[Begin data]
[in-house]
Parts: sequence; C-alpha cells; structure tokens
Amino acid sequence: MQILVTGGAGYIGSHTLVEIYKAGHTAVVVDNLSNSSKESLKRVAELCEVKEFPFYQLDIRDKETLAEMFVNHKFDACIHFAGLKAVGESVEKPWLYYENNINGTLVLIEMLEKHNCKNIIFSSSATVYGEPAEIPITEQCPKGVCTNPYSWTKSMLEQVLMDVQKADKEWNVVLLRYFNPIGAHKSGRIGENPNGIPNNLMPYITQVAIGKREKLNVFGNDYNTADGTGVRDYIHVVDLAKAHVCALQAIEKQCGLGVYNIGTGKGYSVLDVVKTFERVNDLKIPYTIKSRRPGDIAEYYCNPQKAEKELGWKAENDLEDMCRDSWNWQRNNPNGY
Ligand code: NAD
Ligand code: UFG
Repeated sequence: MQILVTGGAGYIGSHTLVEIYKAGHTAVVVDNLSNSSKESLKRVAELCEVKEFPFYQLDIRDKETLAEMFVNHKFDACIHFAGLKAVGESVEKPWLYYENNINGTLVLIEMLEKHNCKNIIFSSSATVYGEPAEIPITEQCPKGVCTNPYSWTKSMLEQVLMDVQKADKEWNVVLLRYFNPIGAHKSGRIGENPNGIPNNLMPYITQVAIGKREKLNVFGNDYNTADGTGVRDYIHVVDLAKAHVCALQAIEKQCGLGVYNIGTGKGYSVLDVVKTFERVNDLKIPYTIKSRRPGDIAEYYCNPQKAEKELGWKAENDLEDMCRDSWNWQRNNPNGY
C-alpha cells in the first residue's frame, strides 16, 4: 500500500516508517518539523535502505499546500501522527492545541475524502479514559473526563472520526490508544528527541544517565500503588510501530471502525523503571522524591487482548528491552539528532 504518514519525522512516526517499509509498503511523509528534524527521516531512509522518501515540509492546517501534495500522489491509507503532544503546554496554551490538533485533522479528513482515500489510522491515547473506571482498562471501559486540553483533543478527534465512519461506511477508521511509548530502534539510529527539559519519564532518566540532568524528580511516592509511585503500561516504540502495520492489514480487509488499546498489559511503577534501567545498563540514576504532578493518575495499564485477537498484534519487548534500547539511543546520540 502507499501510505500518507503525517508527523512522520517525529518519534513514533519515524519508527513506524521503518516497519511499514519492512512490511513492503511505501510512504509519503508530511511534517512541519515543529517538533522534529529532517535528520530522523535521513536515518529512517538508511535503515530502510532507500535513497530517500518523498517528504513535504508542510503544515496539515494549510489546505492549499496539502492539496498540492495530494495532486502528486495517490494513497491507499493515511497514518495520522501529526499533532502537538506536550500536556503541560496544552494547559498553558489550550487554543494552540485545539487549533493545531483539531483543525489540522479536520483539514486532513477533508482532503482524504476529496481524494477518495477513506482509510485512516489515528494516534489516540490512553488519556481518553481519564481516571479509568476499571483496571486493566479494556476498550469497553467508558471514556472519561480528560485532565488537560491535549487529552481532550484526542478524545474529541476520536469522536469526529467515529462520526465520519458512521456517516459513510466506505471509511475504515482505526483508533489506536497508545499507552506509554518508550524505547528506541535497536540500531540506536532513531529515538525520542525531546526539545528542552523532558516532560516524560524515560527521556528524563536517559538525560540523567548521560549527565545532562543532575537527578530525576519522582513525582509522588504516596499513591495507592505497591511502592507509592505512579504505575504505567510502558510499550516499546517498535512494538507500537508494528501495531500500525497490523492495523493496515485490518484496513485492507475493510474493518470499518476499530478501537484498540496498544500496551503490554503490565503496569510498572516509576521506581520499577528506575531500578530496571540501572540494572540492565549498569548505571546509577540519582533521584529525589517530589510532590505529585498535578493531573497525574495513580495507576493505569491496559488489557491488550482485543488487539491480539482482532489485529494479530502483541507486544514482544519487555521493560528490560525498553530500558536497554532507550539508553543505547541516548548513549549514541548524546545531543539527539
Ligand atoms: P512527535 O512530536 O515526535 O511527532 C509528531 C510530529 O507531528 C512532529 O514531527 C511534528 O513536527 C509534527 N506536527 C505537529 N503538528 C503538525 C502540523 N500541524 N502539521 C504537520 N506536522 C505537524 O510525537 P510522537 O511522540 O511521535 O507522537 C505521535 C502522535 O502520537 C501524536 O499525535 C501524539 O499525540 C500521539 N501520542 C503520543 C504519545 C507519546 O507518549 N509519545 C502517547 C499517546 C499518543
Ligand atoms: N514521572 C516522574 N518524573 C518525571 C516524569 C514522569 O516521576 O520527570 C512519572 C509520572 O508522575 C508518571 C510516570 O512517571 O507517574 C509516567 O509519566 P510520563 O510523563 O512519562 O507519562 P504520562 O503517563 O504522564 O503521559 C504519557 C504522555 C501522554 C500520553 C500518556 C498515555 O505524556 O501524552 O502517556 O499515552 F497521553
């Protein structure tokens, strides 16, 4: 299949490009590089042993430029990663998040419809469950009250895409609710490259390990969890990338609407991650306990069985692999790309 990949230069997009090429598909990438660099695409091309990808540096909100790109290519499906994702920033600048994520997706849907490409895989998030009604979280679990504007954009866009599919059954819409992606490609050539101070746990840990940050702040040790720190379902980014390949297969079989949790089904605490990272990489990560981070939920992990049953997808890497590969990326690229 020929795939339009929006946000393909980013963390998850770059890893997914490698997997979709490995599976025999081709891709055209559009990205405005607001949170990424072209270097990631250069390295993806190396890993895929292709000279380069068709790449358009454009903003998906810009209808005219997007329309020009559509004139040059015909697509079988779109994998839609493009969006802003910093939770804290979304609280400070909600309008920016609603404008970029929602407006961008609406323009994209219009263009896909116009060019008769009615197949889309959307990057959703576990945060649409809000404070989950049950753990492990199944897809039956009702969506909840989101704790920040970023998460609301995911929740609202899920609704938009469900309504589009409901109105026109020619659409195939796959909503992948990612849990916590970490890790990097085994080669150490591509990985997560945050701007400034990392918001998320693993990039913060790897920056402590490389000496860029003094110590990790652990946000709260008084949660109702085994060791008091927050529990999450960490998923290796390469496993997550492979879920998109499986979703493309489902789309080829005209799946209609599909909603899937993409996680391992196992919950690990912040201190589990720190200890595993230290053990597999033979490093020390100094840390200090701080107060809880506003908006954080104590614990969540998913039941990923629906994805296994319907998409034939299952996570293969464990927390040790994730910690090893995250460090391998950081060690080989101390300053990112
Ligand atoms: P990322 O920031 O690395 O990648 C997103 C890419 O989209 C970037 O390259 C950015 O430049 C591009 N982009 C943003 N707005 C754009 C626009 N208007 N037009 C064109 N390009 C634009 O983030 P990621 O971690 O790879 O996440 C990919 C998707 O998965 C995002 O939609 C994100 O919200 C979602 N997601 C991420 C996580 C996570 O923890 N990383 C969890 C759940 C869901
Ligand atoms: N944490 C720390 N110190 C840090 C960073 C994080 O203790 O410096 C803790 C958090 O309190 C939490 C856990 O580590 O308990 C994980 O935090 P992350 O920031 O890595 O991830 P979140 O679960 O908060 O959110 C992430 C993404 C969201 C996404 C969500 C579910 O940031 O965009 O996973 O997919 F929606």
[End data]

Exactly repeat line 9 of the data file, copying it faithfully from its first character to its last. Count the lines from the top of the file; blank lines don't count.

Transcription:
Ligand atoms: N514521572 C516522574 N518524573 C518525571 C516524569 C514522569 O516521576 O520527570 C512519572 C509520572 O508522575 C508518571 C510516570 O512517571 O507517574 C509516567 O509519566 P510520563 O510523563 O512519562 O507519562 P504520562 O503517563 O504522564 O503521559 C504519557 C504522555 C501522554 C500520553 C500518556 C498515555 O505524556 O501524552 O502517556 O499515552 F497521553